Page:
Increasing antioxidant levels may be a defense mechanism to neutralize free radicals generated during the detoxification process of atrazine in different tissues of grass carp. Although, glutathione conjugated with metabolites of atrazine in the phase II of detoxification, no significant changes were observed in GSH levels in gill tissue of fish exposed to atrazine during experimental periods. A significant increase in cellular glutathione levels in liver and kidney tissues of fish exposed to atrazine may indicate an increased regeneration rate of GSH from oxidized glutathione (GSSG). Reinforcement of antioxidant system in liver and kidney tissues of fish exposed to atrazine may be related to their diet. In this experiment, the fish were fed with alfalfa during experimental periods. Alfalfa is a source of proteins, natural antioxidants (xanthophyll and its derivatives), flavonoids, isoflavonoids, coumestans and lignans, vitamins (C, D, E, K, and P) and minerals (especially iron and copper) [16, 17, 18, 19, 20]. Xie et al. [21] showed that the amino acid profile of alfalfa has high antioxidant properties. Pandey and Rizivi [22] suggested that flavonoids could boost cellular antioxidant systems. Their results showed that flavonoids increase the rate of glutathione synthesis and conversion rate of GSSG to GSH in cells. Increased GSH levels and total antioxidant capacity were observed in liver tissue of fish exposed to tetrachloride carbon after treatment with Astragalus polysaccharides [23] and silymarin [24, 25].   

Prevention of lipid peroxidation in liver and kidney tissues confirmed that the ability of cellular antioxidant defense system has increased. However, MDA levels, as lipid peroxidation biomarker, were significantly increased in gills tissue of fish after exposure to 15 mg/L atrazine at the end of experimental periods. Treatment of carp exposed to carbon tetrachloride with licorice, Glycyrrhiza glabra, [26] and milk thistle, Silybum marianum, [24] returned the levels of MDA to normal levels. In contrast, Xing et al. [27] found that MDA levels in kidney increased after carp exposure to atrazine.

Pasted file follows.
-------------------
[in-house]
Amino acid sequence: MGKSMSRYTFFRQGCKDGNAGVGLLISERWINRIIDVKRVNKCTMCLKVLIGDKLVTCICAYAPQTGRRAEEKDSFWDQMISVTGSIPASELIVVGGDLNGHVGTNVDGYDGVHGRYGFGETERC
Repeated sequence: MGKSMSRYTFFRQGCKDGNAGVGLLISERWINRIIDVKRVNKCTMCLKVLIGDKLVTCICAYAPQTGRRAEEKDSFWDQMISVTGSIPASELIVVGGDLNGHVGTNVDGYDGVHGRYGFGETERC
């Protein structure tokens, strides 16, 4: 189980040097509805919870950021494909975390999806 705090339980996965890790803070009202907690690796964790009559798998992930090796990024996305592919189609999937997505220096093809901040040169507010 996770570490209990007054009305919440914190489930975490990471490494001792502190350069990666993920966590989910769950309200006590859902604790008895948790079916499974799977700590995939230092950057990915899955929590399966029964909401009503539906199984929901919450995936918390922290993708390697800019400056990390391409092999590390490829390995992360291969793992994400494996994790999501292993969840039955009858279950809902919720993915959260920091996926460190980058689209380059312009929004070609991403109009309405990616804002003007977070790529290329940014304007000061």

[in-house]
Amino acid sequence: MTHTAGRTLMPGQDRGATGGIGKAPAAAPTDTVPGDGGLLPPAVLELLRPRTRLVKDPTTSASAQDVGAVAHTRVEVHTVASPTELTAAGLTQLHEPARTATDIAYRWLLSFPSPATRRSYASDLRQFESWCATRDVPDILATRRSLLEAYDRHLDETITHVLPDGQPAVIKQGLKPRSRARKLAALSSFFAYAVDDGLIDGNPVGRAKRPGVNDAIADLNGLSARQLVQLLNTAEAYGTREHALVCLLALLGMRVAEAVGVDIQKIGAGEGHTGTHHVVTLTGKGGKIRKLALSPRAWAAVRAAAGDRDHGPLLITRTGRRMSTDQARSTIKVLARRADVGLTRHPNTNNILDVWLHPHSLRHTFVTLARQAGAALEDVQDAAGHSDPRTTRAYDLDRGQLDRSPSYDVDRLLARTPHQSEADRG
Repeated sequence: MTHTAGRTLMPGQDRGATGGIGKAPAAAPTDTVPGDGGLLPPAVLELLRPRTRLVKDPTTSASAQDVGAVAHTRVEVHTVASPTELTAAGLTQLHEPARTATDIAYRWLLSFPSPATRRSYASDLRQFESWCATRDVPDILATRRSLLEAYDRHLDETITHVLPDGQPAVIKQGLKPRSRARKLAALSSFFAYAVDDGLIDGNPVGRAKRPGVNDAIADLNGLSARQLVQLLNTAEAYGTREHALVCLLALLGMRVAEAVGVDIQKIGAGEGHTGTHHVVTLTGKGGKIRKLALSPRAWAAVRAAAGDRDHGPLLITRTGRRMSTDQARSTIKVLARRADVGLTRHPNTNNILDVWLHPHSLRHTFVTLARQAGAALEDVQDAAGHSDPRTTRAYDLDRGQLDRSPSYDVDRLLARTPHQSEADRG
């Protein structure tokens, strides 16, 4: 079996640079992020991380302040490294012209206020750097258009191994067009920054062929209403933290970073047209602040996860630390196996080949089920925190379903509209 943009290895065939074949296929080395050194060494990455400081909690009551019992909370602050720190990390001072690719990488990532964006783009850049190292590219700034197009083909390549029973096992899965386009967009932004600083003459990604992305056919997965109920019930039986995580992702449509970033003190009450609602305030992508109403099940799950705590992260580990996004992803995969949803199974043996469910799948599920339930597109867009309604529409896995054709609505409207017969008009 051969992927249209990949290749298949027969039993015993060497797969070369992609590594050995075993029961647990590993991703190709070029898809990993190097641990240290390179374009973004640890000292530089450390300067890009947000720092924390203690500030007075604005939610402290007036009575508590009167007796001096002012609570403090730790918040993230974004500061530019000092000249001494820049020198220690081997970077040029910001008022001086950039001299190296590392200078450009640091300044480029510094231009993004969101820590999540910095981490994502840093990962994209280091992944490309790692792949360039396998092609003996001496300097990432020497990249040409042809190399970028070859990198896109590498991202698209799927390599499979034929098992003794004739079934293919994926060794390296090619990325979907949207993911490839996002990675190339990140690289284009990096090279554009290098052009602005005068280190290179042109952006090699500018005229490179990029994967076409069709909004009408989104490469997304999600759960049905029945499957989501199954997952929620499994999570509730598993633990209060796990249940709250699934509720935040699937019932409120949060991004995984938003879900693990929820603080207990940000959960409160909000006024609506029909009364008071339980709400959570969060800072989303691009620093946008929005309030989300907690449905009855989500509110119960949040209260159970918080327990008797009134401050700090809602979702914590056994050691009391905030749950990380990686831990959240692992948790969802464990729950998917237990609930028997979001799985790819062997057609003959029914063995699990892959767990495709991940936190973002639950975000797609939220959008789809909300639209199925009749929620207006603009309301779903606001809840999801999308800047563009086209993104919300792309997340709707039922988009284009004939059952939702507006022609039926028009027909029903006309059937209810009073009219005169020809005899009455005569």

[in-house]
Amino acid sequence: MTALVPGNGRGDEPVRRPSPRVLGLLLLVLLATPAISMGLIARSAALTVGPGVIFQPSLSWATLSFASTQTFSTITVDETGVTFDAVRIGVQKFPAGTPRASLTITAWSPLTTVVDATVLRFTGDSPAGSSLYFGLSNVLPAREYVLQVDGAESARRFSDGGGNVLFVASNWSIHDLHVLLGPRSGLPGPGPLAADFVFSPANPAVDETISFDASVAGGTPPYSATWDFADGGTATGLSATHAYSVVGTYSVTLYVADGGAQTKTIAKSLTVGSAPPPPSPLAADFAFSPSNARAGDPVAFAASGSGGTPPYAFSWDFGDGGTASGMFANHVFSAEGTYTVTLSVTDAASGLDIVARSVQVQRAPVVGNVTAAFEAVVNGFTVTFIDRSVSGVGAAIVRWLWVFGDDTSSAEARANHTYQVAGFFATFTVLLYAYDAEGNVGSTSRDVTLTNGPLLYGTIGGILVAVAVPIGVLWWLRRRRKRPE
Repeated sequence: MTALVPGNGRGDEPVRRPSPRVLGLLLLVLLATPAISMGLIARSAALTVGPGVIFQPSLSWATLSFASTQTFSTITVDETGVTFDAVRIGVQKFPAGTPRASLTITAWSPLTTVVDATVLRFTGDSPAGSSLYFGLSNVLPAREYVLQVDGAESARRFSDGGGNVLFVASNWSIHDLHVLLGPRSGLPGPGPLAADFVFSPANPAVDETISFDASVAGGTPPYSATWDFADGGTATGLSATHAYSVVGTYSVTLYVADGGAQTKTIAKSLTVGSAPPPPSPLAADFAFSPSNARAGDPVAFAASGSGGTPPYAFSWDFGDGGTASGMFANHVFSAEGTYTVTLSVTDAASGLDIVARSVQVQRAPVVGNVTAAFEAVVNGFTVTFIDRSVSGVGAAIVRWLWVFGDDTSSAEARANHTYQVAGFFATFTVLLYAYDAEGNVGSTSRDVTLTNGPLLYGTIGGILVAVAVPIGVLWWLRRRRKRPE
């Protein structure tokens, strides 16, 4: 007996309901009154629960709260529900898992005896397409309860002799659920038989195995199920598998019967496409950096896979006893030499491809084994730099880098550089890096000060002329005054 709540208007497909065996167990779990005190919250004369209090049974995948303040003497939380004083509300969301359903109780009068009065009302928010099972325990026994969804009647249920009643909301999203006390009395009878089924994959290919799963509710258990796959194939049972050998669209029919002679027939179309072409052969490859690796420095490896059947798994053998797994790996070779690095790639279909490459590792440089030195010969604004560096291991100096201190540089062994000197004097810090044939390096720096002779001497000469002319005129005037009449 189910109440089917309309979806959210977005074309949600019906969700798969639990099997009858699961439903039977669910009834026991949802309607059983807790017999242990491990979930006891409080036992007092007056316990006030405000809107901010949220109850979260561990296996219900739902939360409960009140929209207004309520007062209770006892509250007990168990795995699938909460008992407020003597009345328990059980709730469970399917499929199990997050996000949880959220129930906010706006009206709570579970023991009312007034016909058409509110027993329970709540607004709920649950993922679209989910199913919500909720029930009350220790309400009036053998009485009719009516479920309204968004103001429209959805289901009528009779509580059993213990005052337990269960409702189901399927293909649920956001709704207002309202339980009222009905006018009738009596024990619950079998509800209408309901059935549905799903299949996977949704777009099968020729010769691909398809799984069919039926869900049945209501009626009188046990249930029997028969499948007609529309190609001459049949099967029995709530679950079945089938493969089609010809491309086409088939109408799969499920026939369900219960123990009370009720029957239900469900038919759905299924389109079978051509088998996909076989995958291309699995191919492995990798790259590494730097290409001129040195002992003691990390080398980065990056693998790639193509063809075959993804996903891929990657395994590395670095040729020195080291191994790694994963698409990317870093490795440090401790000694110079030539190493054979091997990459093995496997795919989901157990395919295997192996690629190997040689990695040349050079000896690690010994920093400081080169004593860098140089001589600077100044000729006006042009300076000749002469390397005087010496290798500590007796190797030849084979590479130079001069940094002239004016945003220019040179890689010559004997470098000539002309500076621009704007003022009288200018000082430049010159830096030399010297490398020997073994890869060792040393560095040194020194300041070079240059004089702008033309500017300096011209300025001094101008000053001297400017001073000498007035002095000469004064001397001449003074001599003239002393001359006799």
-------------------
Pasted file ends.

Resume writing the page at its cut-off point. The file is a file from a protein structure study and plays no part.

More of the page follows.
Significant increase in CAT activity levels in kidney and liver tissue of fish exposed to 15 mg/L atrazine on day 10 and 20 of the trial might be biochemical responses to over production of H2O2 in liver and kidney's cells. Increase in CAT activity was reported in liver tissue of rainbow trout exposed to atrazine [10].  Our results are similar to results from other researchers [28, 29]. Regulation and return of catalase activity to normal levels may reflect effects of alfalfa's flavonoids on reducing level of ROS produced in the atrazine metabolism process. The protective effect of the flavonoids derived from various plant sources have been reported on tissue injury induced by a diverse group of xenobiotics in experimental animals [30, 31, 32, 33]. 

 

5 Conclusion

Since grass carp are fed with plant sources, their antioxidant defense system may be more effective in reducing the effects of oxidative stress compared with other species. Our results show that feeding the fish with fresh diets of natural origin (alfalfa) which is full of flavonoids, natural antioxidants and vitamins, may have a considerable influence on the physiological condition and thus the homeostasis of the fish body. Our study suggests that diet may impact fish physiological response to oxidative stress caused by exposure to Atrazine.

 

Acknowledgements

Special thanks are extended to research assistant of Faculty of Veterinary Medicine, Shahid Chamran University of Ahvaz for their financial support.

 

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21- Z. Xie, J. Huang, X. Xu and Z. Jin, Antioxidant activity of peptides isolated from alfalfa leaf protein hydrolysate. Food Chemistry, 111 (2008), 370–376.

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24- R. Jia, L. Cao, J. Du, P. Xu, G. Jeney and G. Yin, The protective effect of silymarin on the carbon tetrachloride (CCl4)-induced liver injury in common carp (Cyprinus carpio). In Vitro Cell. Dev. Biol.-Animal, 49 (2013), 155–161.

25- M. Banaee, A. Sureda, S. Shahaf and N. Fazilat, Protective Effects of Silymarin Extract on Malthion-Induced Zebra Cichlid (Cichlasoma nigrofasciatum) Hepatotoxicity. Iranian Journal of Toxicology, (2015), (Article in Press).

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29- M. Banaee, A. Sureda, A.R. Mirvaghefi and K. Ahmadi, Biochemical and histological changes in the liver tissue of Rainbow trout (Oncorhynchus mykiss) exposed to sub-lethal concentrations of diazinon. Fish Physiology and Biochemistry, 39 (2013), 489-501.

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33- M. Banaee, Influence of silymarin in decline of sublethal diazinon-induced oxidative stress in rainbow trout (Oncorhynchus mykiss). Ph.D. Thesis; Aquaculture and Environmental Department; Natural Resource Faculty; Natural Resource and Agriculture Collage; Tehran University, Iran, (2010), 149 pages.



Correspondence: Dr. Mahdi Banaee Department of Aquaculture, Natural Resource and Environment Faculty, Behbahan Khatam Al-anbia University of Technology, Khozesthan Province, Iran.

Phone: +989177011572; +98671-2221191; Fax: +98671-2231662. E-mail: Mahdibanaee@yahoo.com (mahdibanaee2@gmail.com).